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All News tagged "Criminal Justice"

President Fry

Drexel President John Fry Discusses His ‘Civic Pathway’ in Community-Based Learning Class

Drexel President John Fry recently stopped by a classroom with student and community learners, as well as visiting Mandela Fellows, to discuss his views and efforts with civic engagement.
A woman stands on Kensington Ave. in one of photographer Jeffrey Stockbridge's portraits of a community struggling through the opioid epidemic. Stockbridge's work can be found at kensingtonblues.com.

In Search of Answers to the Opioid Epidemic

A dean’s seminar hosted by Drexel University’s College of Arts and Sciences presented a variety of interdisciplinary perspectives on the root causes and the potential solutions to the opioid epidemic.
The students outside of Norway's Halden prison.

A Life-Changing Visit to a Revolutionary Scandinavian Prison

For 10 days last winter, a small group of Drexel students toured prisons and courthouses in Norway and Sweden to learn how a focus on restoration and rehabilitation creates a radically different criminal justice system.
Robert L. Listenbee, Stoneleigh Visiting Fellow

Robert Listenbee Joins Drexel's Juvenile Justice Research and Reform Lab

After serving as Administrator of the U.S. Department of Justice’s Office of Juvenile Justice and Delinquency Prevention (OJJDP) under the Obama Administration, Robert L. Listenbee, Esq., will return to Philadelphia as a Stoneleigh Foundation Visiting Fellow.
Larry Krasner

Q&A: Drexel’s Anil Kalhan on Philadelphia DA Candidate Larry Krasner 

Larry Krasner won last week’s Democratic primary for Philadelphia district attorney on the back of a progressive platform and his status as an outsider to the prosecutor’s office. DrexelNow asked Anil Kalhan of the Thomas R. Kline School of Law what to expect if Krasner wins the general election.
Drexel professor Cheri Brooks, center, alongside Courtney Boyd, left, and John Pace.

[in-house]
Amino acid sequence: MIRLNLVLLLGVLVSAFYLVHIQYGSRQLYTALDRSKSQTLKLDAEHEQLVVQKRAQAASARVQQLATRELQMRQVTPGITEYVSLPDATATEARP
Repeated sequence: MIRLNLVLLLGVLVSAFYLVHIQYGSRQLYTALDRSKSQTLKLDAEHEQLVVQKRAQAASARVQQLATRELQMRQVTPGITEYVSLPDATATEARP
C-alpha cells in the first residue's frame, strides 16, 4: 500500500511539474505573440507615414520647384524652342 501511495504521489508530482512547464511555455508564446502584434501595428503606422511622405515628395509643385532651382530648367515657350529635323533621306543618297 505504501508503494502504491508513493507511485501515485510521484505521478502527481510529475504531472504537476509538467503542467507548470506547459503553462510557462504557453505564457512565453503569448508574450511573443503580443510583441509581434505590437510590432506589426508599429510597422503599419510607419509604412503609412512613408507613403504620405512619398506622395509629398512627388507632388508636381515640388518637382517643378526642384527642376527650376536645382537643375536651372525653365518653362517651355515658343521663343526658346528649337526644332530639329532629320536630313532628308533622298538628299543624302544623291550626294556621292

Ex-Inmates Visit Drexel University Class on Crime and Justice

Professor Cheri Brooks brought to class a pair of recently released men who were given mandatory sentences of life without parole as teenagers, inviting a discussion on crime, punishment, retribution and rehabilitation.
Thomas R. Kline moderates a debate among the eight candidates to be Philadelphia's next district attorney.

Crowded District Attorney Field Debates Reform at Kline School of Law

The eight candidates vying to be Philadelphia’s next elected district attorney offered their views on the ways to fix an office marred by scandal and a criminal justice system in need of new ideas.
Drexel criminology student Alli Scott.

A Criminology Student Ready to Turn Theory Into Practice

Drexel senior Alli Scott’s classroom and field experience has her set for a career as a crime analyst where she can focus on the root of the problems facing high-crime neighborhoods. But her post-graduation plans don’t stop there — she sees a nonprofit in her future.
The U.S. Supreme Court

Trump’s Legal Picks: What You Need to Know

President Donald Trump’s nominees for U.S. attorney general and U.S. Supreme Court justice have attracted significant attention in recent weeks. DrexelNow spoke with two constitutional law professors to assess their expectations for Jeff Sessions and Neil Gorsuch.
College of Arts and Sciences student Alli Spiller enjoyed eating cinnamon buns, a popular national treat, while on co-op in Sweden.

Making the Most of Drexel Connections and Swedish Culture

Psychology student Alli Spiller recently returned from a research co-op in Sweden that she created using Drexel connections and financial support.
Milton Huston, and his great-grandniece, Elizabeth Peckham

A Legacy of Paying It Forward

Eighty-one years ago, Marjorie Barker Gallagher graduated from Drexel thanks to the generosity of her uncle. His only request was that she promise to send someone else to college instead of paying him back. That legacy continues this year, when Marjorie’s granddaughter Elizabeth became the family’s second Drexel graduate.
New research by Drexel University and Arizona State University reveals that the burst of electricity from a stun gun can impair a person’s ability to remember and process information.

Taser Shock Disrupts Brain Function, Has Implications for Police Interrogations

New research from a first-of-its-kind human study by Drexel University and Arizona State University reveals that the burst of electricity from a stun gun can impair a person’s ability to remember and process information. In a randomized control trial, participants were subjected to Taser shocks and tested for cognitive impairment. Some showed short-term declines in cognitive functioning comparable to dementia, raising serious questions about the ability of police suspects to understand their rights at the point of arrest.